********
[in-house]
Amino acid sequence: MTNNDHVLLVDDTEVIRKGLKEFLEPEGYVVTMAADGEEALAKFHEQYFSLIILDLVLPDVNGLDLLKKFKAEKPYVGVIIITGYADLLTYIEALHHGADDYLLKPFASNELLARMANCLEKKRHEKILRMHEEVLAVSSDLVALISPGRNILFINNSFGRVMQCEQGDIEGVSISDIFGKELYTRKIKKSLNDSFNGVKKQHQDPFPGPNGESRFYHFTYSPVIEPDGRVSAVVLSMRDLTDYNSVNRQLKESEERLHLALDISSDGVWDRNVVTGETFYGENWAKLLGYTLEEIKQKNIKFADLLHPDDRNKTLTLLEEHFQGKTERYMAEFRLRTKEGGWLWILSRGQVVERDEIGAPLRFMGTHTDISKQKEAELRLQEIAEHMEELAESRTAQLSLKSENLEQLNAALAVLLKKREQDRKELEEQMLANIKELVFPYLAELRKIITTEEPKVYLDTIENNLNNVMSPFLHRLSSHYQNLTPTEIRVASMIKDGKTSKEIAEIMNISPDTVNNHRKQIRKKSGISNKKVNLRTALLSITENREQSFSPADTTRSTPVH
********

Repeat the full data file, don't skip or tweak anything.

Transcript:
[in-house]
Amino acid sequence: MTNNDHVLLVDDTEVIRKGLKEFLEPEGYVVTMAADGEEALAKFHEQYFSLIILDLVLPDVNGLDLLKKFKAEKPYVGVIIITGYADLLTYIEALHHGADDYLLKPFASNELLARMANCLEKKRHEKILRMHEEVLAVSSDLVALISPGRNILFINNSFGRVMQCEQGDIEGVSISDIFGKELYTRKIKKSLNDSFNGVKKQHQDPFPGPNGESRFYHFTYSPVIEPDGRVSAVVLSMRDLTDYNSVNRQLKESEERLHLALDISSDGVWDRNVVTGETFYGENWAKLLGYTLEEIKQKNIKFADLLHPDDRNKTLTLLEEHFQGKTERYMAEFRLRTKEGGWLWILSRGQVVERDEIGAPLRFMGTHTDISKQKEAELRLQEIAEHMEELAESRTAQLSLKSENLEQLNAALAVLLKKREQDRKELEEQMLANIKELVFPYLAELRKIITTEEPKVYLDTIENNLNNVMSPFLHRLSSHYQNLTPTEIRVASMIKDGKTSKEIAEIMNISPDTVNNHRKQIRKKSGISNKKVNLRTALLSITENREQSFSPADTTRSTPVH